Cyber Arms Race Heats Up for Media and Antivirus Firms


Since the discovery of the sophisticated cyber-saboteur worm Stuxnet in 2010, the world’s technology media has opened the floodgate on openly talking about the complex cyber weapons which have been waging a quiet digital war for years far from the public eye. And these are no amateur DDoS attacks designed to take down a company’s servers or a vandal’s embarrassing defacing of a website – Stuxnet and its newly-discovered cousin, Flame, are highly advanced bits of code designed to spy, steal information and sabotage very specific pieces of equipment. Both have been actively deployed in the Middle East and – in Flame’s case – has likely been active for years prior to its discovery.

What’s perhaps most remarkable is that the same private companies tasked with protecting consumers and businesses from everyday online threats are the ones leading the charge to study these malicious programs. Both they and the journalists who traditionally covered them have found themselves in the middle of a two-year story that has gone far beyond the technical elements of a piece of code.  For years, Eugene Kaspersky, CEO and founder of Kaspersky Lab, spoke of an impending third decade of cyber-warfare (following the decades of cyber-vandalism and cyber-crime); that decade is now here. Pandora’s Box is open and it’s changing the way the cyber-security industry works and communicates, as well as the media who turn to them for their expert opinion and the customers and businesses that rely on them for protection.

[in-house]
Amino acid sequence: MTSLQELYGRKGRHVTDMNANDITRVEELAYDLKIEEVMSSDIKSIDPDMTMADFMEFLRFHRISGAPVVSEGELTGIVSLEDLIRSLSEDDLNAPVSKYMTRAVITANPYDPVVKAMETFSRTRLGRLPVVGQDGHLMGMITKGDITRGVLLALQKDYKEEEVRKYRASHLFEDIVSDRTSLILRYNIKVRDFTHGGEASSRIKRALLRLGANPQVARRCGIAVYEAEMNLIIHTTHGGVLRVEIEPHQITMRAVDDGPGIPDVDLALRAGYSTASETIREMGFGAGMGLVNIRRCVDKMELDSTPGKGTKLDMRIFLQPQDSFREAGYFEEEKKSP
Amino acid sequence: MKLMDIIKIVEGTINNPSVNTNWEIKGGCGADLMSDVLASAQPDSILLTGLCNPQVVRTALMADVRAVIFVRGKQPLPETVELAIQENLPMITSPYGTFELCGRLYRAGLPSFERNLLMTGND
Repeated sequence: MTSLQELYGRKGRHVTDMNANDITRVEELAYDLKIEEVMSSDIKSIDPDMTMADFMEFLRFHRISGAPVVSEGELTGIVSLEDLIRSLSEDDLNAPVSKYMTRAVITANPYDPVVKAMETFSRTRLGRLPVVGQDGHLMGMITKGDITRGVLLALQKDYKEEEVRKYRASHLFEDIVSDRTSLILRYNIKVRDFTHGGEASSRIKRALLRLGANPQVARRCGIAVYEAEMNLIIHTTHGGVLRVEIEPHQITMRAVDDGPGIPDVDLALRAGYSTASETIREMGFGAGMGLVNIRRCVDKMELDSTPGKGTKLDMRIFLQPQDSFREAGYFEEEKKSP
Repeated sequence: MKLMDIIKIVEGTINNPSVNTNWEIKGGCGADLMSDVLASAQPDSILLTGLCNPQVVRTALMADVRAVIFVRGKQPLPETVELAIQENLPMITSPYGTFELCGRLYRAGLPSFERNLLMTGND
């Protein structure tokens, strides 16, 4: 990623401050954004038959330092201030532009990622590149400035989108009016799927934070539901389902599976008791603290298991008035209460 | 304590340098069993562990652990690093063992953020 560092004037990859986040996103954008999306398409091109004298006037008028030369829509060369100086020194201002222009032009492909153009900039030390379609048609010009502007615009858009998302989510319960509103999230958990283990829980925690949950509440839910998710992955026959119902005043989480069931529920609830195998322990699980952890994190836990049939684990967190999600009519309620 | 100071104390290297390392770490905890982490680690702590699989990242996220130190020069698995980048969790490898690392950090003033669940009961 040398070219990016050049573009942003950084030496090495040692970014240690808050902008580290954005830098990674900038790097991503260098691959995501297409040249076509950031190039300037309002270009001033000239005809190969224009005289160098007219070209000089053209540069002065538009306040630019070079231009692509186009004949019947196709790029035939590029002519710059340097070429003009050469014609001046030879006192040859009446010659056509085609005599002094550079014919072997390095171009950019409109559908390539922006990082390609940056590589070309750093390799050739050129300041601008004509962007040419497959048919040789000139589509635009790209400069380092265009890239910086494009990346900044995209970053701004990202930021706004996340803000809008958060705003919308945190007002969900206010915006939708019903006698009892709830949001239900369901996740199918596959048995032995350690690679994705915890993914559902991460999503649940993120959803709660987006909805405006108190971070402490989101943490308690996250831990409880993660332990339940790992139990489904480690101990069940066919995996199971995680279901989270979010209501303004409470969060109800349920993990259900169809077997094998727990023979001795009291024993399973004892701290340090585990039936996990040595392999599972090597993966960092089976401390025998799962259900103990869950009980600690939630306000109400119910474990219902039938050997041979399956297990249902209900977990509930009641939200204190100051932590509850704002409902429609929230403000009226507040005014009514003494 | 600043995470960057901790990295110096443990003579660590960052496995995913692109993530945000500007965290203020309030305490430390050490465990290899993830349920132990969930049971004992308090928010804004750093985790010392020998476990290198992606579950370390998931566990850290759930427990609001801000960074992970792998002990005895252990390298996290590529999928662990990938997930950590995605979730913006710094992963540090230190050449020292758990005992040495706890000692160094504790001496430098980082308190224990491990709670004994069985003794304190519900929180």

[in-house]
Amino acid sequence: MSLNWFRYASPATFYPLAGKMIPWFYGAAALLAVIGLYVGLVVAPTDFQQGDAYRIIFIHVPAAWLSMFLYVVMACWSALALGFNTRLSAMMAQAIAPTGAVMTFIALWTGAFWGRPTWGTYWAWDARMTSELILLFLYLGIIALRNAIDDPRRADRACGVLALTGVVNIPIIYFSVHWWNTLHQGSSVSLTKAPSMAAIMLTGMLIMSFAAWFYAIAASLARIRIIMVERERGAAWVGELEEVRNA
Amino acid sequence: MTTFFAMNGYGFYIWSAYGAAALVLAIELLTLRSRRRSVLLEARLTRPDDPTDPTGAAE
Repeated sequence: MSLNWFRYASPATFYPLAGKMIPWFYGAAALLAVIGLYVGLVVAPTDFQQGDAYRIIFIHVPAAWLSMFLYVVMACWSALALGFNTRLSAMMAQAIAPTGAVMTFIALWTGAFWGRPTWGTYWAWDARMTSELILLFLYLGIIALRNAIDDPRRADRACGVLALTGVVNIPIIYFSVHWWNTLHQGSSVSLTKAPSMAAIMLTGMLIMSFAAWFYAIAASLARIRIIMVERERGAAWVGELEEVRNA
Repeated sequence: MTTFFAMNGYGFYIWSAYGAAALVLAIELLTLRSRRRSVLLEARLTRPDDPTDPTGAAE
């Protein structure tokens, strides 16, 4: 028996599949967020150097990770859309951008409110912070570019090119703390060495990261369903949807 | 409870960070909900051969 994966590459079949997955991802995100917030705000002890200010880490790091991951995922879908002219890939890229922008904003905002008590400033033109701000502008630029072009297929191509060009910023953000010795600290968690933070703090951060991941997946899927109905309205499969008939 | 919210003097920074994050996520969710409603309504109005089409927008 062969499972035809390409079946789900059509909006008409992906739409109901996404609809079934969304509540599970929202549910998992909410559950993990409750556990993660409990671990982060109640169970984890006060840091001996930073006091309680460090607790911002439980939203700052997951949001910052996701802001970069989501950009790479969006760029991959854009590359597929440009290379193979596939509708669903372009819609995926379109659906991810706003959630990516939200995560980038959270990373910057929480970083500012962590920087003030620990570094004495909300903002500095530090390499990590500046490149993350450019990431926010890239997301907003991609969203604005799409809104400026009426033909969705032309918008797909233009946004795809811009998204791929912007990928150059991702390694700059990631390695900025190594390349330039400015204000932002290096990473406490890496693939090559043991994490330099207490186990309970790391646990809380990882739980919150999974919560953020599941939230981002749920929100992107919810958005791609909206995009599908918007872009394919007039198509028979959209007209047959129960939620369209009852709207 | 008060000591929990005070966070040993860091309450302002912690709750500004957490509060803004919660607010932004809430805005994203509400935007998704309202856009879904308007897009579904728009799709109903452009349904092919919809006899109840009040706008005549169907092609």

The story of Stuxnet, Duqu and Flame touches on domestic, regional and geopolitics, cyber-espionage, cyber-sabotage and the changing face of war.  As new stories of cyber-weapons and cyber-espionage surface, antivirus and IT security firms, as well as the communications agencies who act on their behalf, have now found themselves taking on new challenges as they navigate a communications landscape that’s grown richer, more complex and touches on key issues of security, privacy and peoples’ digital lives. The media are already looking to these firms for answers.  And with the eyes of the world on them, the firms and their agencies are all stepping up.